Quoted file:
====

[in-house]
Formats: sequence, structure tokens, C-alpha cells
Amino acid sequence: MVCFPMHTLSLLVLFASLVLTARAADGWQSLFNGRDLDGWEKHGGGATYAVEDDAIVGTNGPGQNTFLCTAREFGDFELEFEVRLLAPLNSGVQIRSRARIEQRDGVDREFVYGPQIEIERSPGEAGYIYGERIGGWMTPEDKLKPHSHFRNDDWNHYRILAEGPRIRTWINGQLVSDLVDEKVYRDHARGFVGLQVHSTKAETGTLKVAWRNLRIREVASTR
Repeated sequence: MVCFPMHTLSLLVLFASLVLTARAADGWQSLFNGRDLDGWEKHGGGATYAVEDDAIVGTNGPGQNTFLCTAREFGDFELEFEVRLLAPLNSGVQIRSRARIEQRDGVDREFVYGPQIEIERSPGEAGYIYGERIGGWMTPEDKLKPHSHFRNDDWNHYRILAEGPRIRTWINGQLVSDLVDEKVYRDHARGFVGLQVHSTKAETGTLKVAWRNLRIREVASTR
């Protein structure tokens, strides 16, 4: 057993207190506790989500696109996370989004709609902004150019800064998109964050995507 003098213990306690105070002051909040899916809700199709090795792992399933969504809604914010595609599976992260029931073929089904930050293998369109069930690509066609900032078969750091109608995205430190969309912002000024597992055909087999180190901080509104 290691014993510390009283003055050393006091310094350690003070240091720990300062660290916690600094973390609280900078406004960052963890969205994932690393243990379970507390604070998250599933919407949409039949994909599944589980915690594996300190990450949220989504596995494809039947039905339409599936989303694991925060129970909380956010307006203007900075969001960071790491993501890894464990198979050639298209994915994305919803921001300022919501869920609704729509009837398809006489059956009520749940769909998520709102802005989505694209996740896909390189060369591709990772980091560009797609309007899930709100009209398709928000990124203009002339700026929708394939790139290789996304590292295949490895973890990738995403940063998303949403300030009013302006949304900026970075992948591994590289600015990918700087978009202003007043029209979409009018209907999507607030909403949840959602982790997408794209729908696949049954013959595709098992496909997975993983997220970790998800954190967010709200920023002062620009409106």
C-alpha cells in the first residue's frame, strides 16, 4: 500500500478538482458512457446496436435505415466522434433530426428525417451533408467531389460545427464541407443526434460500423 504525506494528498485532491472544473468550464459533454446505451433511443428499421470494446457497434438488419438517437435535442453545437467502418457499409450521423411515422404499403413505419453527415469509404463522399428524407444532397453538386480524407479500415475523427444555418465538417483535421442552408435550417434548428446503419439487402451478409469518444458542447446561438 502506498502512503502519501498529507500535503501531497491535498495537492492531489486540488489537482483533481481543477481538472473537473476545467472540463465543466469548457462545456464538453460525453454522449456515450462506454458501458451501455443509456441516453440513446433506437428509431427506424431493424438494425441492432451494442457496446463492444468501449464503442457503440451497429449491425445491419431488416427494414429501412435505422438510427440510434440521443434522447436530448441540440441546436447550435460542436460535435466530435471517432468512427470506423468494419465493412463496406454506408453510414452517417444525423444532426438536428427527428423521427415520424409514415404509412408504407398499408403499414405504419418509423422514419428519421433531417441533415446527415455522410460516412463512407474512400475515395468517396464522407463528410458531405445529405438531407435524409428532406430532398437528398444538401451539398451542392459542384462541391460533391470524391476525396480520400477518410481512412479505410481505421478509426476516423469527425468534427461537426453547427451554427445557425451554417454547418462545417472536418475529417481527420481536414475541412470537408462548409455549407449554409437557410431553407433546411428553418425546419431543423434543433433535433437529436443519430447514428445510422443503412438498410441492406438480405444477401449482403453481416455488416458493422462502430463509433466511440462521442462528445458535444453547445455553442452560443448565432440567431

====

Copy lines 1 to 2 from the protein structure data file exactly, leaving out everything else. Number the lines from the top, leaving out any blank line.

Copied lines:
[in-house]
Formats: sequence, structure tokens, C-alpha cells